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S&P Case-Shiller Indices: Home-Price Trends Moderated In February

Ryan Kingsley
Apr 25, 2023
Case-Shiller table

S&P Index reported a 2% annual gain in February, down from 3.7% in January.

  • Slight increase in home prices nationally, although eight of the 20 major metro markets reported lower prices.
  • From the West to the Southeast, regional housing trends stand in stark contrast.

Home prices saw a slight bump nationally in February, according to the latest S&P CoreLogic Case-Shiller Indices.

Covering all nine U.S. census divisions, the S&P CoreLogic Case-Shiller U.S. National Home Price NSA Index reported a 2% annual gain in February, down from 3.7% reported in January. 

“With or without seasonal adjustment, most cities’ February results showed improvement relative to their January counterparts,” said Craig J. Lazzara, S&P DJI managing director.

After seven consecutive months of declines, the National Composite Index now stands 4.9% below its June 2022 peak after a modest 0.2% rise in February. The 10-City Composite Index posted an annual increase of 0.3%, with the 20-City Composite Index lagging only slightly, up 0.2%. On a year-over-year basis, the 10-City and 20-City Composites are both up 0.4%.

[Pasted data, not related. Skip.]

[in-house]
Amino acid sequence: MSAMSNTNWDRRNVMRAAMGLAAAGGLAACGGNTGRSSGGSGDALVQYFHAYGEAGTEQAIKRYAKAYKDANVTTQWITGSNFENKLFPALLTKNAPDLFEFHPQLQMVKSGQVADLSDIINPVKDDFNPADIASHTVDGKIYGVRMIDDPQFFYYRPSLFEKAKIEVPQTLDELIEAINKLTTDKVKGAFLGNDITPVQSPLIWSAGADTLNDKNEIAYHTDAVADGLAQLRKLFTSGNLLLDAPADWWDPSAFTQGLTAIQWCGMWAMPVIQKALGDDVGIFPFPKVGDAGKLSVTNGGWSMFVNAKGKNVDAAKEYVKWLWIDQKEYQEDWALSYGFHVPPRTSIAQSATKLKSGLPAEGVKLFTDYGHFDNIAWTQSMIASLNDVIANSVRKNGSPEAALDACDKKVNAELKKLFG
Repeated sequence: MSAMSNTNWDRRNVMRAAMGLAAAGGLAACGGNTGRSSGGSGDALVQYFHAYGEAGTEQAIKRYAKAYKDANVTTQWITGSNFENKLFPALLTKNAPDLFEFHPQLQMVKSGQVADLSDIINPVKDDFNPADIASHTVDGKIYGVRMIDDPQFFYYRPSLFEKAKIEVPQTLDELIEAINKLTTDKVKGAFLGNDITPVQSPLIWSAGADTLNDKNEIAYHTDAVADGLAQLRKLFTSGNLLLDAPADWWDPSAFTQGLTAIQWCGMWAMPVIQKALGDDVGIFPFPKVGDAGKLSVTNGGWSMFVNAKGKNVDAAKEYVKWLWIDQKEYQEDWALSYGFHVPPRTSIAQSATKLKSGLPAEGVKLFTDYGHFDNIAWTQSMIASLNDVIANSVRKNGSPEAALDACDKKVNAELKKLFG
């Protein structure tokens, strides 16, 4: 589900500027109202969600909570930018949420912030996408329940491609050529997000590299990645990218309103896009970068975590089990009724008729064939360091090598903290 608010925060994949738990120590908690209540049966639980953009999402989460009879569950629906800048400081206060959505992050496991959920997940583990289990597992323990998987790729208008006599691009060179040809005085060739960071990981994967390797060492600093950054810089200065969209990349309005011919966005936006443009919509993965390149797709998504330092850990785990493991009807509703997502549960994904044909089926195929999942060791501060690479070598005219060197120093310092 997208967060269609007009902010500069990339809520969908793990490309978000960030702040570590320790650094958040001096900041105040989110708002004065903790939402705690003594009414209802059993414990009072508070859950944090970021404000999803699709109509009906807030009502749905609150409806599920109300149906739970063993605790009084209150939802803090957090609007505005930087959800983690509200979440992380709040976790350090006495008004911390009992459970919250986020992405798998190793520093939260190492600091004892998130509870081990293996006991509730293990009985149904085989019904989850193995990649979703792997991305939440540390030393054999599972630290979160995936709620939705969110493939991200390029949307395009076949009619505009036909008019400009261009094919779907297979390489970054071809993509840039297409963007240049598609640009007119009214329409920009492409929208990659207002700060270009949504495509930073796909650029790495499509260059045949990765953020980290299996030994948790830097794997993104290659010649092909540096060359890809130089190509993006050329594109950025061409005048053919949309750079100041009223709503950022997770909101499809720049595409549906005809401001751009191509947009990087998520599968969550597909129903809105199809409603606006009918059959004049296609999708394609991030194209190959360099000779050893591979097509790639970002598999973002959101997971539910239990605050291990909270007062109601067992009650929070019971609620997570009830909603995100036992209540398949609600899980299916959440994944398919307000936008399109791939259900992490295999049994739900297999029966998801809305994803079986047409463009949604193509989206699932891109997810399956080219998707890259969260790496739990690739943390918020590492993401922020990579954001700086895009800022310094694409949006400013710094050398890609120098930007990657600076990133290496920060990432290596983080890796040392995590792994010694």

The National Composite is only 2% above its level in February 2022. “February’s results were most interesting because of their stark regional differences,” Lazzara said, as eight of the 20 major metro markets reported lower prices.

This reflects the divergence of regional housing trends in response to higher mortgage rates and lower affordability across the board, according to Chief Economist, Danielle Hale.

Hale attributes the moderation to February's slight drop in mortgage rates. “February home sales data suggest that a good number of buyers who had been sitting on the sidelines took advantage of this reprieve in mortgage rates, and this helped propel prices up for the month (0.2-0.3% for the national and composite indices) on a seasonally adjusted basis,” she said.

The West (-4.2%) continues to be the country’s weakest region, as Las Vegas (-2.6%), Phoenix (-2.1%), Los Angeles (-1.3%), and Denver (-1.2%) join San Francisco, Seattle, San Diego, and Portland in negative year-over-year territory. 

Meanwhile, the Southeast continues to be the country’s strongest region, as Miami, Tampa, and Atlanta again reported the highest year-over-year gains among the 20 cities in the index. Miami (+10.8%) — the best-performing city for the seventh month running — Tampa (+7.7%), Atlanta (+6.6%), and Charlotte, N.C., (+6%) all saw notable price increases.

Despite February’s gains, “the results released today pre-date the disruptions in the commercial banking industry which began in early March,” Lazzara said. With inflation-reduction measures remaining the Federal Reserve’s focus, “mortgage financing and the prospect of economic weakness are therefore likely to remain a headwind for housing prices for at least the next several months,” he said. 

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